The Mexican government is reviewing a labor union’s complaint that Alabama’s crackdown on illegal immigrants violates an international trade agreement. The Service Employees International Union and a Mexican attorneys group filed the complaint in April. They contend Alabama’s law targeting illegal immigrants violates protections guaranteed to migrant workers under a side agreement to the North American Free Trade Agreement, or NAFTA. The Mexican government says it has asked the United States to begin talks allowed under the agreement. Neither Alabama Gov. Robert Bentley nor Attorney General Luther Strange had an immediate response. Courts have blocked many parts of the state law, which Bentley signed last year.
New chemical analysis shows that virtually all the tar balls now washing on to the Alabama coast are directly linked to the BP oil spill more than two years ago. Auburn University researchers tested tar found on Alabama beaches after Hurricane Isaac last month. They found the material is from the BP well, and that certain chemicals in the tar have barely broken down since June 2010. They say the BP spill-related tar balls are hundreds to thousands of times more common than another type of asphalt-like tar deposit that’s been in the Gulf for years. BP didn’t have an immediate response.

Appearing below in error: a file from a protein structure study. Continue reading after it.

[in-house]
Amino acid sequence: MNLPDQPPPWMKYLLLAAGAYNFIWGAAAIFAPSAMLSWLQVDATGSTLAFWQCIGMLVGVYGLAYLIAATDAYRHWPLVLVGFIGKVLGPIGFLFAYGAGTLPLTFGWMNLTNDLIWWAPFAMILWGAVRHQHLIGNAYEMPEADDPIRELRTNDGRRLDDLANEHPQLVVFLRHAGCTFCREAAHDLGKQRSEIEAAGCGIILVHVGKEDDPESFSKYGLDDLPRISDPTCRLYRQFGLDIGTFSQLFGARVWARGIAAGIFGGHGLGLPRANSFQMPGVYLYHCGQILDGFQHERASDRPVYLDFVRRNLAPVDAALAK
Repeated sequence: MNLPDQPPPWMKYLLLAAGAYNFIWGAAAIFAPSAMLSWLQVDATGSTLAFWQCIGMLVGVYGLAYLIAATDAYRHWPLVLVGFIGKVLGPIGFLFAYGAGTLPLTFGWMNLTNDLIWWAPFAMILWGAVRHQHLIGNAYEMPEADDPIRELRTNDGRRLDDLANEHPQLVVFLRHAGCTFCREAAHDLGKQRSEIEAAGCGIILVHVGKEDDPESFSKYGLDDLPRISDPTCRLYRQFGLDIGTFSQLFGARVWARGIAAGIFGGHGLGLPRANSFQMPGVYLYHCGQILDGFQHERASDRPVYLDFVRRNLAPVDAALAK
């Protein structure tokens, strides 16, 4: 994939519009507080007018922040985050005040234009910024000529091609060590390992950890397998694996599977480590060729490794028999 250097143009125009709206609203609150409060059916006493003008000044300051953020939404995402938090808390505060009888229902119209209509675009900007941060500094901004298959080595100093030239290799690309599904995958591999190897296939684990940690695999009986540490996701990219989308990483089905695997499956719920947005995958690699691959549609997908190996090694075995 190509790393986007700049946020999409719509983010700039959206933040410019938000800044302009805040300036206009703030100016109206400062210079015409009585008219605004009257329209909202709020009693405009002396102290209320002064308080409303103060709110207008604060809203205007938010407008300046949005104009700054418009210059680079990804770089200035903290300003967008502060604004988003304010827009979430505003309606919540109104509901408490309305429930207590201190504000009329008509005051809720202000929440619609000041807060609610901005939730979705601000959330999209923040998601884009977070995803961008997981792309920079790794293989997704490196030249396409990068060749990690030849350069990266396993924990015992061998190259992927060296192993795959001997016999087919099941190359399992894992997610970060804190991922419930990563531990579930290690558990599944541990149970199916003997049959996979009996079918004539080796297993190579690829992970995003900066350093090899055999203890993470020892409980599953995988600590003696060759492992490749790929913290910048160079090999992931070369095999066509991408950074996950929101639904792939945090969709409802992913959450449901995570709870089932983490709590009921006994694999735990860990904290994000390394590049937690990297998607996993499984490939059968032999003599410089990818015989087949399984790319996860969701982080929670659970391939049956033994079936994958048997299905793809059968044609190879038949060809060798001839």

The planned opening of a new beer, wine and homebrewing supply company in Birmingham is being delayed after agents from the Alabama Alcoholic Beverage Control Board raided the store late yesterday afternoon. AL.com reports the agents took thousands of dollars worth of home brewing supplies and ordered the owner of Hop City Craft Beer and Wine to remove all the hops, grain and yeast from his facility near Pepper Place. Hop City owner Kraig Torres tells al.com he feels like he’s being held hostage by the ABC board, which is holding up the liquor license. He says although it’s illegal to brew beer at home in Alabama, his research indicates it isn’t illegal to sell homebrewing equipment. Several businesses including one near Oak Mountain sell homebrewing equipment. Alabama and Mississippi are the only states that still forbid homebrewing. Still, the American Homebrewers Association estimated there are 5,000 homebrewers in Alabama.
In Gadsden, a judge has acquitted two lawyers and a third man on trial on extortion charges. Circuit Judge Howard F. Bryan IV ruled there was insufficient evidence to continue the trial of Gadsden attorney Frank Bailey; Coosa County Assistant District Attorney Frank Teel; and Teel’s son, Ryan McVay Teel. The men were arrested after they allegedly trying to extort $5 million from a Gadsden businessman with the threat of a capital murder indictment to settle a civil lawsuit against him. Defense lawyers argued prosecutors failed to prove the men committed a crime, and the judge agreed.
A ceremony will be held in Montgomery tomorrow to commemorate national POW/MIA Recognition Day. The ceremony on the south lawn of the Alabama Capitol will include remarks by World War II prisoner of war Seymour “Sy” Lichtenfeld of Mobile. Lichtenfeld was captured in 1944 by the Germans while fighting in the Battle of the Bulge. He was sent to camp in Brandenburg and suffered frostbite as he and 5,000 other American POWS were forced to march 110 miles to another camp.